- Hold each other accountable for their job performance. See Lencioni’s The Five Dysfunctions of a Team for the best advice on doing this. This step CANNOT be skipped. If you’re not willing to submit to your peers and to hold each other accountable, you aren’t qualified for the team — or any position of leadership. Many people — including many preachers — think conflict is unhealthy. The truth is that unexpressed, unresolved conflict is unhealthy. Pretending to agree when you really don’t is unhealthy (and dishonest). Talking through disagreements as adults is very healthy. A meeting without disagreement is a waste of time and speaks ill of everyone’s perception of the spiritual maturity of the others.
- Grant permission for changes and innovations (other than doctrinal and worship matters). That is, if the teen minister wants to start going to summer camp and he needs budgeted money or permission to hold fundraisers, he doesn’t go before the elders. He comes to this committee, and they make the decision. The elders only get a report after the decision is made. The teen minister has no right of appeal to the elders, and the elders should not even hear the complaint.
- Communicate! The Ministries Team becomes communications central not just among each other but for the entire congregation. They make sure the necessary announcements are made timely and frequently. They have charge of the church bulletin, email, etc. to the extent needed to do their jobs.
- Work diligently not to silo the departments but to work together toward a common goal. Share ideas. Brainstorm. Dream. Together.
- Train. In fact, the Ministries Team might charge someone with finding good literature and doing regular training on their duties.
The ministers will be tempted to meet for coffee on Mondays and make decisions that really ought to be made by the Ministries Team. They should not do this — and should be held to account to the group when they do it anyway. It’s a breach of trust. One of the goals of this system is to get lay leaders involved (even prepared to be elders one day) and to give ownership to the members. If the ministers try to game the system, they’ll destroy all that. If they can’t wait for the next meeting to have a decision made, then (a) they need to get organized so they can ask timely and (b) email is an option for the rare true emergency.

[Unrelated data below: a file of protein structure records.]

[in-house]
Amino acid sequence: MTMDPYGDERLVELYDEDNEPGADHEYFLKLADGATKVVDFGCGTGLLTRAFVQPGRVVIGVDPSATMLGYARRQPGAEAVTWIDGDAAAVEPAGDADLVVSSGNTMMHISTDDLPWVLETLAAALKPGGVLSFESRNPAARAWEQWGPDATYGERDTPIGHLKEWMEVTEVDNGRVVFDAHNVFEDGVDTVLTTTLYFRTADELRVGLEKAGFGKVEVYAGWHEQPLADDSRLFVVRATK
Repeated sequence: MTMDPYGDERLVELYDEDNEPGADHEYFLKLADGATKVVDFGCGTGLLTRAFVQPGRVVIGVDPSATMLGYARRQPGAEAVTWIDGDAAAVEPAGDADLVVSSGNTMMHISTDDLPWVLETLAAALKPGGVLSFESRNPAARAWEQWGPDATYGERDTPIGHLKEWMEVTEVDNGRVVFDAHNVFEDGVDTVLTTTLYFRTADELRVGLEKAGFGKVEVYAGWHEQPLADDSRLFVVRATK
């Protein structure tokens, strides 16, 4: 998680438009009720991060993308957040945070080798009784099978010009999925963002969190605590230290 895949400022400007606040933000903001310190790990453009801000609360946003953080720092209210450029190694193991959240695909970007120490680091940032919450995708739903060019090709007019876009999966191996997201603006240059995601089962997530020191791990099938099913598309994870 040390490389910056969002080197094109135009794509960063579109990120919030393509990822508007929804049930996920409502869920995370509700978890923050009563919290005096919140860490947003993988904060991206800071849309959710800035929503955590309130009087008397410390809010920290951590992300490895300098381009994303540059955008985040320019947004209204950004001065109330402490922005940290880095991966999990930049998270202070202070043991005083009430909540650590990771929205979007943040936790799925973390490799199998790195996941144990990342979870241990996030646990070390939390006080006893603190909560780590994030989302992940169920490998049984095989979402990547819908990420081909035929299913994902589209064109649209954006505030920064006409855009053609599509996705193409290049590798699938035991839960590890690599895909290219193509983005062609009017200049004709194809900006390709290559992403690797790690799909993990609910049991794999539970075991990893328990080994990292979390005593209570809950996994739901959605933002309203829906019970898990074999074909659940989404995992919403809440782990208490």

Now, with this done, the elders’ list of duties shrinks quite a lot. It could become as brief as — (a) doctrinal questions, (b) permission giving regarding worship changes/innovations, (c) supervision of the preacher, and (d) pastoral care (with much of the pastoral work shared with the full-time staff and several committees, among others).
That’s still a very considerable list, but it’s doable. The first list ((a) through (f)) was nearly impossible. And the volume of decisions that most elderships attempt to handle all by themselves is downright delusional.
One final note: The elders have to be comfortable ceding this much authority to the Ministries Team. If they aren’t, they need to clearly draw a boundary between what is and what isn’t Ministries Team business in advance. We’re not setting up a bicameral system with a House of Representatives and Senate. Rather, very few items should come before both the elders and the Ministries Team — or else we’ve just created a layer of bureaucracy and we’ve not freed the elders from any work. We’ve likely given them more.
Therefore, if the elders have an activist personality, and want to handle some of these functions, either scrap the plan altogether (there are other ways to run a church) or decide in advance what the elders keep for themselves. Don’t let someone say we’ll just “play it by ear.” Therein lies futility, frustration, and anger. Decide in advance. Write it down. Communicate it.
Finally, if the elders wish to be freed to focus on other matters, they should make a habit of rubber stamping Ministries Team recommendations. If the elders insist on re-studying the mission statement or vision statement, then the Ministries Team will feel that their time was wasted and the elders will not have saved any time. Resist the temptation — or set up a different system.